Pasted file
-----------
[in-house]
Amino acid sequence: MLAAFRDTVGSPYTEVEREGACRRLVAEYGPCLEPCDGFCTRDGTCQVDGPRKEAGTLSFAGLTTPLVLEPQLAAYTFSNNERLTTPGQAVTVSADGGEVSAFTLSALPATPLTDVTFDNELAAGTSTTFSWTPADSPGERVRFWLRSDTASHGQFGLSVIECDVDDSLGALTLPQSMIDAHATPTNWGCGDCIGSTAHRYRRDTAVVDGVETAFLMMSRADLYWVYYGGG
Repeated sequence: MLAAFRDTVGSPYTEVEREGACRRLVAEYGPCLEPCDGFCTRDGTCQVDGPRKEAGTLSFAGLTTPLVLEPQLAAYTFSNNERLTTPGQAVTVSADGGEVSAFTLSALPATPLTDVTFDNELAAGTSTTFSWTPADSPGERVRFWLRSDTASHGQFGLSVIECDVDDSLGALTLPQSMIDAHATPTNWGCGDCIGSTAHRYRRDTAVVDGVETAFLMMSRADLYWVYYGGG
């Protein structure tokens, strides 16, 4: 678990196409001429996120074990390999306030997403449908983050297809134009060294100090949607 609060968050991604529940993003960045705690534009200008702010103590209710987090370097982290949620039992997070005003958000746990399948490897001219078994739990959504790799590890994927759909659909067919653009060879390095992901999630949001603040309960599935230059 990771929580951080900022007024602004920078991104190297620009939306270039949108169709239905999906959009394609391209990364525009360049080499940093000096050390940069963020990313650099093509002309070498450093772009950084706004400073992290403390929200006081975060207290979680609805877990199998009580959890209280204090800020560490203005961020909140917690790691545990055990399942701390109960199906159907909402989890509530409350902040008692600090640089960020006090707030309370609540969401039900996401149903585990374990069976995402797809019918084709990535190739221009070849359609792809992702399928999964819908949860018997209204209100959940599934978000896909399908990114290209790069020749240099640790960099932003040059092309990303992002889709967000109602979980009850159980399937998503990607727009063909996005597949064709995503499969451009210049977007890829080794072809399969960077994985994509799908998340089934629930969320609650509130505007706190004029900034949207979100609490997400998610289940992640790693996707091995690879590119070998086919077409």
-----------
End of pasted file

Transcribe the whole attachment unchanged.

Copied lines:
[in-house]
Amino acid sequence: MLAAFRDTVGSPYTEVEREGACRRLVAEYGPCLEPCDGFCTRDGTCQVDGPRKEAGTLSFAGLTTPLVLEPQLAAYTFSNNERLTTPGQAVTVSADGGEVSAFTLSALPATPLTDVTFDNELAAGTSTTFSWTPADSPGERVRFWLRSDTASHGQFGLSVIECDVDDSLGALTLPQSMIDAHATPTNWGCGDCIGSTAHRYRRDTAVVDGVETAFLMMSRADLYWVYYGGG
Repeated sequence: MLAAFRDTVGSPYTEVEREGACRRLVAEYGPCLEPCDGFCTRDGTCQVDGPRKEAGTLSFAGLTTPLVLEPQLAAYTFSNNERLTTPGQAVTVSADGGEVSAFTLSALPATPLTDVTFDNELAAGTSTTFSWTPADSPGERVRFWLRSDTASHGQFGLSVIECDVDDSLGALTLPQSMIDAHATPTNWGCGDCIGSTAHRYRRDTAVVDGVETAFLMMSRADLYWVYYGGG
């Protein structure tokens, strides 16, 4: 678990196409001429996120074990390999306030997403449908983050297809134009060294100090949607 609060968050991604529940993003960045705690534009200008702010103590209710987090370097982290949620039992997070005003958000746990399948490897001219078994739990959504790799590890994927759909659909067919653009060879390095992901999630949001603040309960599935230059 990771929580951080900022007024602004920078991104190297620009939306270039949108169709239905999906959009394609391209990364525009360049080499940093000096050390940069963020990313650099093509002309070498450093772009950084706004400073992290403390929200006081975060207290979680609805877990199998009580959890209280204090800020560490203005961020909140917690790691545990055990399942701390109960199906159907909402989890509530409350902040008692600090640089960020006090707030309370609540969401039900996401149903585990374990069976995402797809019918084709990535190739221009070849359609792809992702399928999964819908949860018997209204209100959940599934978000896909399908990114290209790069020749240099640790960099932003040059092309990303992002889709967000109602979980009850159980399937998503990607727009063909996005597949064709995503499969451009210049977007890829080794072809399969960077994985994509799908998340089934629930969320609650509130505007706190004029900034949207979100609490997400998610289940992640790693996707091995690879590119070998086919077409």